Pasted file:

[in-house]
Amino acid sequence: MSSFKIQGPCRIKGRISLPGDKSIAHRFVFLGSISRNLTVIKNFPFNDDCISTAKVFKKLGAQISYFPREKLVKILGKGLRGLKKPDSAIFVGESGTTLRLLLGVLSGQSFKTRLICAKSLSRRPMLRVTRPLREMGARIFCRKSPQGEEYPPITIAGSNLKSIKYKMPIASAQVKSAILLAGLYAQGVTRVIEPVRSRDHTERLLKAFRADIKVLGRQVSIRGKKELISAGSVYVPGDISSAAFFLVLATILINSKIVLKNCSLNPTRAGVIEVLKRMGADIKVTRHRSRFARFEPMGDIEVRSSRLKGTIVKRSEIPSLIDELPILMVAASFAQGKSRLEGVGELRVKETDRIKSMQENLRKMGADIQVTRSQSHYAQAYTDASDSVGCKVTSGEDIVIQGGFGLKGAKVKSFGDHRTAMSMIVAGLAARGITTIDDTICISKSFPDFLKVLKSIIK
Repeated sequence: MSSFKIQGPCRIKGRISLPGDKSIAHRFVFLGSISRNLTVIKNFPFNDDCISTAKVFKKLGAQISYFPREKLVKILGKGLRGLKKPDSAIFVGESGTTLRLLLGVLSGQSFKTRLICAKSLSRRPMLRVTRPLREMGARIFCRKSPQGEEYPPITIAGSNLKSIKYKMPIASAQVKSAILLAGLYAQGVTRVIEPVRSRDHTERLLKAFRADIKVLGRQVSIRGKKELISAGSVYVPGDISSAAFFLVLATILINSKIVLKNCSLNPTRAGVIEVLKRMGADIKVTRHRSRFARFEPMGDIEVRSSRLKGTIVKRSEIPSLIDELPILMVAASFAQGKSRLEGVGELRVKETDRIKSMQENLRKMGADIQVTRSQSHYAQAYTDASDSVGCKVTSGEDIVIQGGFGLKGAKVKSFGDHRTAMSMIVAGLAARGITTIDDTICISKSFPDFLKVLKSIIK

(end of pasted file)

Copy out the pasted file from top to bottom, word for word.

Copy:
[in-house]
Amino acid sequence: MSSFKIQGPCRIKGRISLPGDKSIAHRFVFLGSISRNLTVIKNFPFNDDCISTAKVFKKLGAQISYFPREKLVKILGKGLRGLKKPDSAIFVGESGTTLRLLLGVLSGQSFKTRLICAKSLSRRPMLRVTRPLREMGARIFCRKSPQGEEYPPITIAGSNLKSIKYKMPIASAQVKSAILLAGLYAQGVTRVIEPVRSRDHTERLLKAFRADIKVLGRQVSIRGKKELISAGSVYVPGDISSAAFFLVLATILINSKIVLKNCSLNPTRAGVIEVLKRMGADIKVTRHRSRFARFEPMGDIEVRSSRLKGTIVKRSEIPSLIDELPILMVAASFAQGKSRLEGVGELRVKETDRIKSMQENLRKMGADIQVTRSQSHYAQAYTDASDSVGCKVTSGEDIVIQGGFGLKGAKVKSFGDHRTAMSMIVAGLAARGITTIDDTICISKSFPDFLKVLKSIIK
Repeated sequence: MSSFKIQGPCRIKGRISLPGDKSIAHRFVFLGSISRNLTVIKNFPFNDDCISTAKVFKKLGAQISYFPREKLVKILGKGLRGLKKPDSAIFVGESGTTLRLLLGVLSGQSFKTRLICAKSLSRRPMLRVTRPLREMGARIFCRKSPQGEEYPPITIAGSNLKSIKYKMPIASAQVKSAILLAGLYAQGVTRVIEPVRSRDHTERLLKAFRADIKVLGRQVSIRGKKELISAGSVYVPGDISSAAFFLVLATILINSKIVLKNCSLNPTRAGVIEVLKRMGADIKVTRHRSRFARFEPMGDIEVRSSRLKGTIVKRSEIPSLIDELPILMVAASFAQGKSRLEGVGELRVKETDRIKSMQENLRKMGADIQVTRSQSHYAQAYTDASDSVGCKVTSGEDIVIQGGFGLKGAKVKSFGDHRTAMSMIVAGLAARGITTIDDTICISKSFPDFLKVLKSIIK